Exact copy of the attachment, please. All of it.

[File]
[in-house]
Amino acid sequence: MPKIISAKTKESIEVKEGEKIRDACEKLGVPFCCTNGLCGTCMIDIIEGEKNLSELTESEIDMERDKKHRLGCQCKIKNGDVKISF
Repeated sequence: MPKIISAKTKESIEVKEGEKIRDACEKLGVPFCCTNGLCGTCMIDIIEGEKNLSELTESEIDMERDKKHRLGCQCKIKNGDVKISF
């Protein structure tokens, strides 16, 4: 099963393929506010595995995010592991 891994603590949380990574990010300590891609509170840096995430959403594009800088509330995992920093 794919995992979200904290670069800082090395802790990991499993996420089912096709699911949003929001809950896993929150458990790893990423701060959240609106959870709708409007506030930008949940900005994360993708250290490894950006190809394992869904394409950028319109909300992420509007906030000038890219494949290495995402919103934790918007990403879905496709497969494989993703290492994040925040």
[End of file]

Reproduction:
[in-house]
Amino acid sequence: MPKIISAKTKESIEVKEGEKIRDACEKLGVPFCCTNGLCGTCMIDIIEGEKNLSELTESEIDMERDKKHRLGCQCKIKNGDVKISF
Repeated sequence: MPKIISAKTKESIEVKEGEKIRDACEKLGVPFCCTNGLCGTCMIDIIEGEKNLSELTESEIDMERDKKHRLGCQCKIKNGDVKISF
């Protein structure tokens, strides 16, 4: 099963393929506010595995995010592991 891994603590949380990574990010300590891609509170840096995430959403594009800088509330995992920093 794919995992979200904290670069800082090395802790990991499993996420089912096709699911949003929001809950896993929150458990790893990423701060959240609106959870709708409007506030930008949940900005994360993708250290490894950006190809394992869904394409950028319109909300992420509007906030000038890219494949290495995402919103934790918007990403879905496709497969494989993703290492994040925040």